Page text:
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1212 2013 Subaru Brz December Update
four seasons long-term tests

2013 Subaru BRZ - Reality Sets In

Miles to date: 9,525

Glenn Paulina
2013 Subaru BRZ reviews to date
There's no good daily driver that's also a perfect driver's car.

After living with a 2013 Subaru BRZ Premium for five months, we've noticed a few problems with the car. The day after our last monthly update, we had to order a replacement right taillight because ours filled with condensation. A simple fix, right? Sure, if you can find the part, which is currently back-ordered until January. A minor problem, but our new car no longer looks so new.

There have also been sporadic problems with the navigation system. At first we spent all of our time running our favorite roads in the new BRZ to enjoy its stellar chassis and predictable handling. Lately we've been venturing a bit farther afield and discovered how poorly the navigation system performs. Everyone who tried to use navigation has reported multiple instances of the unit losing the GPS signal. A visit to the dealer was in order.

We learned the BRZ has a technical service bulletin for the GPS antenna mount as well as an SD card exchange program for the navigation software. Another simple fix, right? Again, it would be only if the parts are on hand. We're told the new mounting bracket and SD card will be available in a week or two. Such is life with a brand-new car before the bins at the factory parts depots are full. In any case, don't expect to see our new Subaru BRZ on a long road trip for a while.

While we spent our first few months enjoying the Subie as driver's car and fair weather toy, the experience of daily driving is finally putting us in touch with reality. We expected the stereo to sound much better with our new driver's door speaker installed, but the speakers still serve up "a constant stream of distortion," according to senior editor Eric Tingwall. The touchscreen interface's tiny buttons have yet to find a fan and Tingwall has gone so far as to suggest an aftermarket Sony head unit for the car. We aren't quite ready to give up on the factory unit until we test the revised navigation software, but the universal loathing for the stereo controls is difficult to ignore.

Two hatchback-owning associate Web editors find the BRZ difficult to live with on a daily basis. Over a weekend with car, Jake Holmes disliked the "middling rear visibility, thrashy engine, notchy gearbox, somewhat stiff and buzzy highway ride, and a real lack of back seat room." Donny Nordlicht took issue with the "hard, cheap plastic everywhere, the black-black-fake silver color scheme, the unusable center console (I didn't dare try to get Starbucks with this car), or the infuriating infotainment system with too-small controls (both hard buttons and on the screen) and Bluetooth system that refuses to stay connected."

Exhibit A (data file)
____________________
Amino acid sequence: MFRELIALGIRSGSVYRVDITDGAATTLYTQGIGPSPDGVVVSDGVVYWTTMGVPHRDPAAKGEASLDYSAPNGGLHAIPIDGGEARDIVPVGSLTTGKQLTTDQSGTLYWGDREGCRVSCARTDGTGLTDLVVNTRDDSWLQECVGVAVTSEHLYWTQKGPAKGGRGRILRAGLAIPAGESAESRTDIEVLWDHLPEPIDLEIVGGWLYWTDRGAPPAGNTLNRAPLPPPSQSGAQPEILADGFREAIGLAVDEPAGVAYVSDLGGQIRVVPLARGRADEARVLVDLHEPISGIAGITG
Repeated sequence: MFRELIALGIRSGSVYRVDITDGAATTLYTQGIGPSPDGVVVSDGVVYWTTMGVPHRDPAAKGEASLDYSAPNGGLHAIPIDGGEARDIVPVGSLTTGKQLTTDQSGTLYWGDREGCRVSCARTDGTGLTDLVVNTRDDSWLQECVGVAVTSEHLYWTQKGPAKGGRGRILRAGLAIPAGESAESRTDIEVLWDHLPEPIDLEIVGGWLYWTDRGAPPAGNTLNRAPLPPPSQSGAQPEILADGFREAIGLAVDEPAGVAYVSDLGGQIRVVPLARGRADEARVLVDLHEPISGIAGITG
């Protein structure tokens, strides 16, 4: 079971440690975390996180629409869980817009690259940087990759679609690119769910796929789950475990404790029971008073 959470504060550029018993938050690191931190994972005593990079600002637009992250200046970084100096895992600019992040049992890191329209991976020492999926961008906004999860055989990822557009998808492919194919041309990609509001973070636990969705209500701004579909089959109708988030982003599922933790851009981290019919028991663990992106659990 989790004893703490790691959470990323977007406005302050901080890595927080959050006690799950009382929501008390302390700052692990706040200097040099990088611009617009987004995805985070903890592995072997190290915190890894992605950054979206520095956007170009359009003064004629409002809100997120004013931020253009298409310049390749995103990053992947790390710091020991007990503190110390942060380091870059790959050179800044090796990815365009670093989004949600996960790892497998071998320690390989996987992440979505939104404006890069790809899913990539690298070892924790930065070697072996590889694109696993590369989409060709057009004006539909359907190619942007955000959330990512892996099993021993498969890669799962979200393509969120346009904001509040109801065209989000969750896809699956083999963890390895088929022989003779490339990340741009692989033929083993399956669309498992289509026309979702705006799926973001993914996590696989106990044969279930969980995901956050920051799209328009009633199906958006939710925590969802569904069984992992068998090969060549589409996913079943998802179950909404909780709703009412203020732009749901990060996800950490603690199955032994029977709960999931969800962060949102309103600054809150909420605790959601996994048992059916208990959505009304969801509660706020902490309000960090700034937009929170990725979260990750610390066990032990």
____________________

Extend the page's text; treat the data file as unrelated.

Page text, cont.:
On the other hand, deputy editor Joe DeMatio found the BRZ Premium to be surprisingly practical for a run to Costco with two kids in tow, ages 13 and 11: "I was a little worried about packing it all in, but I needn't have been concerned. Anna fit nicely in the front passenger's seat, Logan was nestled in behind her, and I was able to pack a cart full of stuff into the trunk, including two 40-lb bags of dog food, a case of La Croix water, 6 gallons of apple juice and assorted other grocery items."

Another staffer put the daily driving complaints into perspective: "This is a fantastic driver's car. It's not at all surprising that it's compromised as a daily driver. There's no good daily driver that's also a perfect driver's car, so far as I know. The two missions will always be at odds with each other. But something like a Volkswagen GTI would be a better compromise daily driver than the Subaru BRZ."

Although the 2013 Subaru BRZ Premium isn't the perfect daily driver, we're not going to park it for the winter. A set of 215/45R-17 Bridgestone Blizzak LM60 performance winter tires just arrived from the Tire Rack, our official wheel and tire supplier, and we mounted them on the stock wheels. We didn't want to give up the steering feel or precision we've come to expect from our BRZ, so we opted for a little less ultimate handling capability in the snow and a bit more responsiveness on dry pavement.

There's a chance these tires won't get us through a huge snowstorm, but we're willing to park the car for a night or two if winter turns out to be especially white this year. So far we find the BRZ's steering with the Bridgestone Blizzaks to be almost as good as it has been with the stock summer tires, though we haven't yet had an opportunity to assess performance in slippery conditions. Check back next month to see if we get the White Christmas of our dreams.